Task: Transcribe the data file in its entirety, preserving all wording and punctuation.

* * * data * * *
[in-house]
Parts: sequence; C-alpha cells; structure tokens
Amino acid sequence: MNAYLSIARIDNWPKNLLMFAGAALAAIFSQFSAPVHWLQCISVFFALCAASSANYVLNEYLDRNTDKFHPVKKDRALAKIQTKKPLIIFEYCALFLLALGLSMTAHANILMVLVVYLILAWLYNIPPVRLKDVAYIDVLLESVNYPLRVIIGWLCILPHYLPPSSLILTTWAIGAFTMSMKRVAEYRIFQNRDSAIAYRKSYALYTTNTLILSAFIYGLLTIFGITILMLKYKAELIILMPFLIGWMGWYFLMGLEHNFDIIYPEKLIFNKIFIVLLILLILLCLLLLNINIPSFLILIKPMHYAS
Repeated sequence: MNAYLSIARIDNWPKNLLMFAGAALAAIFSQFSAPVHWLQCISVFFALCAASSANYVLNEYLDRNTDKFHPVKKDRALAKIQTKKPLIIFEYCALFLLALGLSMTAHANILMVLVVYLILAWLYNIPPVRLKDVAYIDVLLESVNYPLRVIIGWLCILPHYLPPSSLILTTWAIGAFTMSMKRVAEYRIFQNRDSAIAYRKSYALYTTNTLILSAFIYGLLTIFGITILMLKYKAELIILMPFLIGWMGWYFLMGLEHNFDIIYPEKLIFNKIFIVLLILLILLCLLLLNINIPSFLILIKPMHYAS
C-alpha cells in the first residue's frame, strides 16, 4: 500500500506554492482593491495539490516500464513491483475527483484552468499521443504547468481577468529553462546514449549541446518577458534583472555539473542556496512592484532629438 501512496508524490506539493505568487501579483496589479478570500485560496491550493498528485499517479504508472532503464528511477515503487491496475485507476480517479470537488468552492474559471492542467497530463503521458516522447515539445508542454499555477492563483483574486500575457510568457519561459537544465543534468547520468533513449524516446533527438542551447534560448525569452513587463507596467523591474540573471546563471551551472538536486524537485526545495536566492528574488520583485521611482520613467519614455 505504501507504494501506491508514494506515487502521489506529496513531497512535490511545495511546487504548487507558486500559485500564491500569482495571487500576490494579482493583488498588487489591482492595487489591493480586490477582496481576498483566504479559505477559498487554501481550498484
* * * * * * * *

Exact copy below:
[in-house]
Parts: sequence; C-alpha cells; structure tokens
Amino acid sequence: MNAYLSIARIDNWPKNLLMFAGAALAAIFSQFSAPVHWLQCISVFFALCAASSANYVLNEYLDRNTDKFHPVKKDRALAKIQTKKPLIIFEYCALFLLALGLSMTAHANILMVLVVYLILAWLYNIPPVRLKDVAYIDVLLESVNYPLRVIIGWLCILPHYLPPSSLILTTWAIGAFTMSMKRVAEYRIFQNRDSAIAYRKSYALYTTNTLILSAFIYGLLTIFGITILMLKYKAELIILMPFLIGWMGWYFLMGLEHNFDIIYPEKLIFNKIFIVLLILLILLCLLLLNINIPSFLILIKPMHYAS
Repeated sequence: MNAYLSIARIDNWPKNLLMFAGAALAAIFSQFSAPVHWLQCISVFFALCAASSANYVLNEYLDRNTDKFHPVKKDRALAKIQTKKPLIIFEYCALFLLALGLSMTAHANILMVLVVYLILAWLYNIPPVRLKDVAYIDVLLESVNYPLRVIIGWLCILPHYLPPSSLILTTWAIGAFTMSMKRVAEYRIFQNRDSAIAYRKSYALYTTNTLILSAFIYGLLTIFGITILMLKYKAELIILMPFLIGWMGWYFLMGLEHNFDIIYPEKLIFNKIFIVLLILLILLCLLLLNINIPSFLILIKPMHYAS
C-alpha cells in the first residue's frame, strides 16, 4: 500500500506554492482593491495539490516500464513491483475527483484552468499521443504547468481577468529553462546514449549541446518577458534583472555539473542556496512592484532629438 501512496508524490506539493505568487501579483496589479478570500485560496491550493498528485499517479504508472532503464528511477515503487491496475485507476480517479470537488468552492474559471492542467497530463503521458516522447515539445508542454499555477492563483483574486500575457510568457519561459537544465543534468547520468533513449524516446533527438542551447534560448525569452513587463507596467523591474540573471546563471551551472538536486524537485526545495536566492528574488520583485521611482520613467519614455 505504501507504494501506491508514494506515487502521489506529496513531497512535490511545495511546487504548487507558486500559485500564491500569482495571487500576490494579482493583488498588487489591482492595487489591493480586490477582496481576498483566504479559505477559498487554501481550498484